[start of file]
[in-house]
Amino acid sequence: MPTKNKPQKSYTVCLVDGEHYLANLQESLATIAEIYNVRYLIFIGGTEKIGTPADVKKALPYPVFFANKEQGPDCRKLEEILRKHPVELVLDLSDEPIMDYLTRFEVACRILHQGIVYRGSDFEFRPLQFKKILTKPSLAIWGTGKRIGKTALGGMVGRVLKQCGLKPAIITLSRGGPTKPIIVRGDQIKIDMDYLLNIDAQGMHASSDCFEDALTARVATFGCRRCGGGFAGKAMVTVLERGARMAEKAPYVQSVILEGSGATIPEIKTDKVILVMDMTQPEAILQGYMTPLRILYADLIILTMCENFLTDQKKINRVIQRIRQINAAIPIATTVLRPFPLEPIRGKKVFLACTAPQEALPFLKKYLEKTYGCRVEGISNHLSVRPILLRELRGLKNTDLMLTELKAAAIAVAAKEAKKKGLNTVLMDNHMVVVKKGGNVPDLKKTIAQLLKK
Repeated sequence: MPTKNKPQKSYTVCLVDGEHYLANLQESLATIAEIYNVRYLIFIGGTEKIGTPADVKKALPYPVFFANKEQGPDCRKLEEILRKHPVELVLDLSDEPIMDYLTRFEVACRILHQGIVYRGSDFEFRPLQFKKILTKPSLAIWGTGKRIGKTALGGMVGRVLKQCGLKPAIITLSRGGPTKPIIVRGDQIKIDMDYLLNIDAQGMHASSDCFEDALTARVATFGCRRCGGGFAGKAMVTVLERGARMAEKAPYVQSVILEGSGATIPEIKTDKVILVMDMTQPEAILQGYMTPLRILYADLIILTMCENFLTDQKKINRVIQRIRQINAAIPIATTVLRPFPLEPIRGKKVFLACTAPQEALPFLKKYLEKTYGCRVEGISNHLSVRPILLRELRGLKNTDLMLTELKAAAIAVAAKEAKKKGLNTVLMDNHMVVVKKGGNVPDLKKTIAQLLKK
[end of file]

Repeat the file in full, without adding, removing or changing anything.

[in-house]
Amino acid sequence: MPTKNKPQKSYTVCLVDGEHYLANLQESLATIAEIYNVRYLIFIGGTEKIGTPADVKKALPYPVFFANKEQGPDCRKLEEILRKHPVELVLDLSDEPIMDYLTRFEVACRILHQGIVYRGSDFEFRPLQFKKILTKPSLAIWGTGKRIGKTALGGMVGRVLKQCGLKPAIITLSRGGPTKPIIVRGDQIKIDMDYLLNIDAQGMHASSDCFEDALTARVATFGCRRCGGGFAGKAMVTVLERGARMAEKAPYVQSVILEGSGATIPEIKTDKVILVMDMTQPEAILQGYMTPLRILYADLIILTMCENFLTDQKKINRVIQRIRQINAAIPIATTVLRPFPLEPIRGKKVFLACTAPQEALPFLKKYLEKTYGCRVEGISNHLSVRPILLRELRGLKNTDLMLTELKAAAIAVAAKEAKKKGLNTVLMDNHMVVVKKGGNVPDLKKTIAQLLKK
Repeated sequence: MPTKNKPQKSYTVCLVDGEHYLANLQESLATIAEIYNVRYLIFIGGTEKIGTPADVKKALPYPVFFANKEQGPDCRKLEEILRKHPVELVLDLSDEPIMDYLTRFEVACRILHQGIVYRGSDFEFRPLQFKKILTKPSLAIWGTGKRIGKTALGGMVGRVLKQCGLKPAIITLSRGGPTKPIIVRGDQIKIDMDYLLNIDAQGMHASSDCFEDALTARVATFGCRRCGGGFAGKAMVTVLERGARMAEKAPYVQSVILEGSGATIPEIKTDKVILVMDMTQPEAILQGYMTPLRILYADLIILTMCENFLTDQKKINRVIQRIRQINAAIPIATTVLRPFPLEPIRGKKVFLACTAPQEALPFLKKYLEKTYGCRVEGISNHLSVRPILLRELRGLKNTDLMLTELKAAAIAVAAKEAKKKGLNTVLMDNHMVVVKKGGNVPDLKKTIAQLLKK